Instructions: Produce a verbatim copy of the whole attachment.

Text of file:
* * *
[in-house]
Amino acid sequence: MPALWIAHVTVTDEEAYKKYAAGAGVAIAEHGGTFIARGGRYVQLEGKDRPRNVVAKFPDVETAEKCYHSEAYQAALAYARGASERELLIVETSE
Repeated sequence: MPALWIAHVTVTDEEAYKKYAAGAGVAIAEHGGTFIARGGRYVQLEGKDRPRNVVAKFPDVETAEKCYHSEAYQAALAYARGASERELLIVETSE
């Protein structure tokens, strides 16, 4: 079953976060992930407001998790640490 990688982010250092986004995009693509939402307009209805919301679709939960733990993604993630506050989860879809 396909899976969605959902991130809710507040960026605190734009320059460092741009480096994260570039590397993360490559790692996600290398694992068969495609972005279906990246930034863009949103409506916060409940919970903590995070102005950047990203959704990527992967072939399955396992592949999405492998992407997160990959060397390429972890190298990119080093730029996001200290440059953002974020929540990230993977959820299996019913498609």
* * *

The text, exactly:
[in-house]
Amino acid sequence: MPALWIAHVTVTDEEAYKKYAAGAGVAIAEHGGTFIARGGRYVQLEGKDRPRNVVAKFPDVETAEKCYHSEAYQAALAYARGASERELLIVETSE
Repeated sequence: MPALWIAHVTVTDEEAYKKYAAGAGVAIAEHGGTFIARGGRYVQLEGKDRPRNVVAKFPDVETAEKCYHSEAYQAALAYARGASERELLIVETSE
């Protein structure tokens, strides 16, 4: 079953976060992930407001998790640490 990688982010250092986004995009693509939402307009209805919301679709939960733990993604993630506050989860879809 396909899976969605959902991130809710507040960026605190734009320059460092741009480096994260570039590397993360490559790692996600290398694992068969495609972005279906990246930034863009949103409506916060409940919970903590995070102005950047990203959704990527992967072939399955396992592949999405492998992407997160990959060397390429972890190298990119080093730029996001200290440059953002974020929540990230993977959820299996019913498609």